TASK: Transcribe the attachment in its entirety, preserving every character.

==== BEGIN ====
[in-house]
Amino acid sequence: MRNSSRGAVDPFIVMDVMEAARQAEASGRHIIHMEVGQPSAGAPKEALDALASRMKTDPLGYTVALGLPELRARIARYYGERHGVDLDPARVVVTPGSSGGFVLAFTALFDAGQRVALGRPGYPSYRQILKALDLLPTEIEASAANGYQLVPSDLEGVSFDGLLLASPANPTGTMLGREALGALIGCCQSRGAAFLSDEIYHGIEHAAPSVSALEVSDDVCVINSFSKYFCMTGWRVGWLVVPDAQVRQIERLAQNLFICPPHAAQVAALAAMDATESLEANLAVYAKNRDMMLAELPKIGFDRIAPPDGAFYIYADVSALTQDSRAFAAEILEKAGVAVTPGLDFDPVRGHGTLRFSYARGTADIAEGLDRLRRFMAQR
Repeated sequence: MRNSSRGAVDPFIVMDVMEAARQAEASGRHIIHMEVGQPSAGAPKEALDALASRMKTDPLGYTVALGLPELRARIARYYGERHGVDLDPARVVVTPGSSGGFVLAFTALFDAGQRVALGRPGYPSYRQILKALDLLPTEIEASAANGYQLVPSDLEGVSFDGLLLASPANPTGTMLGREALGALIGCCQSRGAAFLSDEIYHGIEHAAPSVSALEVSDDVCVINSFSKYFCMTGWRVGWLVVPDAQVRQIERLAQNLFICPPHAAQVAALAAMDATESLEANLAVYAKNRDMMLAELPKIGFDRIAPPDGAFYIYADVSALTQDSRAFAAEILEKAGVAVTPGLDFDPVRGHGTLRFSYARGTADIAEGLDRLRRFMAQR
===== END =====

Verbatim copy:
[in-house]
Amino acid sequence: MRNSSRGAVDPFIVMDVMEAARQAEASGRHIIHMEVGQPSAGAPKEALDALASRMKTDPLGYTVALGLPELRARIARYYGERHGVDLDPARVVVTPGSSGGFVLAFTALFDAGQRVALGRPGYPSYRQILKALDLLPTEIEASAANGYQLVPSDLEGVSFDGLLLASPANPTGTMLGREALGALIGCCQSRGAAFLSDEIYHGIEHAAPSVSALEVSDDVCVINSFSKYFCMTGWRVGWLVVPDAQVRQIERLAQNLFICPPHAAQVAALAAMDATESLEANLAVYAKNRDMMLAELPKIGFDRIAPPDGAFYIYADVSALTQDSRAFAAEILEKAGVAVTPGLDFDPVRGHGTLRFSYARGTADIAEGLDRLRRFMAQR
Repeated sequence: MRNSSRGAVDPFIVMDVMEAARQAEASGRHIIHMEVGQPSAGAPKEALDALASRMKTDPLGYTVALGLPELRARIARYYGERHGVDLDPARVVVTPGSSGGFVLAFTALFDAGQRVALGRPGYPSYRQILKALDLLPTEIEASAANGYQLVPSDLEGVSFDGLLLASPANPTGTMLGREALGALIGCCQSRGAAFLSDEIYHGIEHAAPSVSALEVSDDVCVINSFSKYFCMTGWRVGWLVVPDAQVRQIERLAQNLFICPPHAAQVAALAAMDATESLEANLAVYAKNRDMMLAELPKIGFDRIAPPDGAFYIYADVSALTQDSRAFAAEILEKAGVAVTPGLDFDPVRGHGTLRFSYARGTADIAEGLDRLRRFMAQR